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Evaluation of dietary freeze-dried Chaetoceros calcitrans supplementation to control Vibrio harveyi infection on Penaeus monodon juvenile Effects of supplementation of diets with freeze-dried Chaetoceros calcitrans to control Vibrio harveyi infection are evaluated through immune responses, and disease resistance of juvenile Penaeus monodon. Total lipid and fatty acid profile of Chaetoceros calcitrans is also analyzed. A challenge infection with 107 cfu/mL concentration of Vibrio harveyi is intramuscularly injected to juvenile Penaeus monodon after 45 days of feeding of diets supplemented with 15 g/kg and 30 g/kg dried Chaetoceros calcitrans. The use of dried Chaetoceros calcitrans is compared with that of ß-1,3 glucan Curdlan, a commercial immune enhancer. Incorporation of 30 g/kg Chaetoceros calcitrans in the diet enhances the immune system of shrimp as effected by high prophenoloxidase activity and plasma protein concentration and is better compared to the commercially available Curdlan. Chaetoceros calcitrans also contains polyunsaturated fatty acids (PUFAs) such as linolenic acid and eicosapentanoic acid (EPA) which are responsible for its antibacterial action against Vibrio harveyi. All these biological activities of Chaetoceros calcitrans add up to increase resistance of the juvenile Penaeus monodon to vibriosis as shown by its high survival rate from the challenge infection with Vibrio harveyi. Therefore, it is worthwhile to use Chaetoceros calcitrans as supplementary feed. Its effect in increasing the immune competence coupled with its antibacterial action, make the shrimp resistant to luminous vibriosis that continues to affect the industry, thereby augmenting aquaculture production.
Conference paperN Ishida, T Koshiishi, T Tsuzaki, S Yanagi, S Katayama, M Satoh & S Satoh - In MR Catacutan, RM Coloso & BO Acosta (Eds.), Development and Use of Alternative Dietary Ingredients or Fish Meal Substitutes in Aquaculture Feed Formulation … Ingredients or Fish Meal Substitutes in Aquaculture Feed Formulation, 9-11 December 2014, Nay Pyi Taw, Myanmar, 2015 - Aquaculture Department, Southeast Asian Fisheries Development CenterA non-fish meal diet using plant and/or animal protein materials for yellowtail, Seriola quinqueradiata was developed. Three kinds of non-fish meal diets and a control diet containing 50% fish meal were processed. In the non-fish meal diets, the fish meal was replaced with commercially available plant or animal materials and supplemented with taurine and other ingredients for maintaining palatability. These diets were fed to one year old yellowtail (body weight: 753±96 g) in net cages. No significant differences in growth, daily weight gain, daily feed rate, feed conversion ratio and protein efficiency ratio were observed among fish given the diets. Non-fish meal diets were processed in a factory and their biological characteristics were studied such as uptake, stomach evacuation rate, and disease resistance. In addition, the diet palatability of each substitute protein source for fish was examined and ingredients that enhanced palatability of the non-fish meal diets were identified. Non-fish meal diets have the potential to support the growth of one year old yellowtail.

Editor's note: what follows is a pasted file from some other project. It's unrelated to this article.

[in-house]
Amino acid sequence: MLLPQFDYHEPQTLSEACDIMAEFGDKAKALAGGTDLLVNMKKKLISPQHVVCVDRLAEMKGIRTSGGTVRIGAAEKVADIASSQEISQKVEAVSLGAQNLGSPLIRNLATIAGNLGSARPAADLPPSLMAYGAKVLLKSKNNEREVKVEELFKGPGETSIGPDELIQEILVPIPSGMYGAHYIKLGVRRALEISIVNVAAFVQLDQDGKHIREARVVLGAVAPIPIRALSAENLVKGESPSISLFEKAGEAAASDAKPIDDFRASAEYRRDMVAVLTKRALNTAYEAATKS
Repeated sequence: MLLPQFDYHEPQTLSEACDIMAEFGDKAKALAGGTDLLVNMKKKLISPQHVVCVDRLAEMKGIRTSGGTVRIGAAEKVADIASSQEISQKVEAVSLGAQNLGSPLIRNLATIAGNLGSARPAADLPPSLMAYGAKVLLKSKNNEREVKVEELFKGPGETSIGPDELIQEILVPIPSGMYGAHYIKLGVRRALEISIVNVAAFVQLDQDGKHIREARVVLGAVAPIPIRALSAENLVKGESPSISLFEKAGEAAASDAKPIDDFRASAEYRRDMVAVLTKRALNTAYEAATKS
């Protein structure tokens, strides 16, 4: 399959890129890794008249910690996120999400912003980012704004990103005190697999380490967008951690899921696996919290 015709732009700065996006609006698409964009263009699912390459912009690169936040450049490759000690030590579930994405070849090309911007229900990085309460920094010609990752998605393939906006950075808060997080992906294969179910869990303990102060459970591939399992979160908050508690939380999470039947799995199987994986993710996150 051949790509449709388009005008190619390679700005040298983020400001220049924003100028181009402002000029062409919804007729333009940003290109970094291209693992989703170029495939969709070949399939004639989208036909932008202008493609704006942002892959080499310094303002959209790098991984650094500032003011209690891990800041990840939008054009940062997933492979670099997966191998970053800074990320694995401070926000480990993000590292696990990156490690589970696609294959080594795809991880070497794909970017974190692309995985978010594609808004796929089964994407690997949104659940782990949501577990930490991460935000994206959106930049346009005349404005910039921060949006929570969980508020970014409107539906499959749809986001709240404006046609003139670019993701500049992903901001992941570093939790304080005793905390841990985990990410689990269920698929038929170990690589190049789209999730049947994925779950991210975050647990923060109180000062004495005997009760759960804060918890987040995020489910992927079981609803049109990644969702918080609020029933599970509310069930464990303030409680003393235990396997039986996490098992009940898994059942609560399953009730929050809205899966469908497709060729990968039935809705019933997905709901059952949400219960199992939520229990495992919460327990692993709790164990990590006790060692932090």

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Kalikasan, The Philippine Journal of Biology, 1979 - University of the Philippines, Los BañosPenaeus monodon postlarvae with an average weight of 15.61 mg each were fed fresh brown mussel meat and artificial diets containing casein, shrimp meal, squid meal and Spirulina as protein sources at a daily rate of 20 per cent of their biomass for 10 days. Results indicate that squid meal is best for growth based on weight gain, diet conversion, and protein efficiency ratio. Fresh brown mussel meat was essentiallly comparable to shrimp meal for growth but was inferior based on protein efficiency ratio and survival rate. Both squid meal and shrimp meal appeared to be good protein sources for P. monodon postlarvae.